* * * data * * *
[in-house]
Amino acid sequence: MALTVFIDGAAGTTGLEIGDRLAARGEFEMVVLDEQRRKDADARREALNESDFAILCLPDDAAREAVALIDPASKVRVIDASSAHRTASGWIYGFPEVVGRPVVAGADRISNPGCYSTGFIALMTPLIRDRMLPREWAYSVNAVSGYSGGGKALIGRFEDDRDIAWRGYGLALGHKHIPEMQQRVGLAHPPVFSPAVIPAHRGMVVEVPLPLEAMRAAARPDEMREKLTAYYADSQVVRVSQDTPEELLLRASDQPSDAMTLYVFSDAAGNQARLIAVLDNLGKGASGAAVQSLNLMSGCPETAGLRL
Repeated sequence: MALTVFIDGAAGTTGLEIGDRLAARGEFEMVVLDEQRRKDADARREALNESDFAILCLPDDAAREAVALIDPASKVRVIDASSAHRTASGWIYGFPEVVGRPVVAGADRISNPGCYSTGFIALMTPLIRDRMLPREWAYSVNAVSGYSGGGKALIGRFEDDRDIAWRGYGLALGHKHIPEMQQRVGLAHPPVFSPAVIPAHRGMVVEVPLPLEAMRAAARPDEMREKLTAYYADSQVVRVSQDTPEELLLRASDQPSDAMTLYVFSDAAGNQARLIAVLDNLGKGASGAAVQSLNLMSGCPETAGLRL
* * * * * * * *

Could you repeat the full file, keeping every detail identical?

[in-house]
Amino acid sequence: MALTVFIDGAAGTTGLEIGDRLAARGEFEMVVLDEQRRKDADARREALNESDFAILCLPDDAAREAVALIDPASKVRVIDASSAHRTASGWIYGFPEVVGRPVVAGADRISNPGCYSTGFIALMTPLIRDRMLPREWAYSVNAVSGYSGGGKALIGRFEDDRDIAWRGYGLALGHKHIPEMQQRVGLAHPPVFSPAVIPAHRGMVVEVPLPLEAMRAAARPDEMREKLTAYYADSQVVRVSQDTPEELLLRASDQPSDAMTLYVFSDAAGNQARLIAVLDNLGKGASGAAVQSLNLMSGCPETAGLRL
Repeated sequence: MALTVFIDGAAGTTGLEIGDRLAARGEFEMVVLDEQRRKDADARREALNESDFAILCLPDDAAREAVALIDPASKVRVIDASSAHRTASGWIYGFPEVVGRPVVAGADRISNPGCYSTGFIALMTPLIRDRMLPREWAYSVNAVSGYSGGGKALIGRFEDDRDIAWRGYGLALGHKHIPEMQQRVGLAHPPVFSPAVIPAHRGMVVEVPLPLEAMRAAARPDEMREKLTAYYADSQVVRVSQDTPEELLLRASDQPSDAMTLYVFSDAAGNQARLIAVLDNLGKGASGAAVQSLNLMSGCPETAGLRL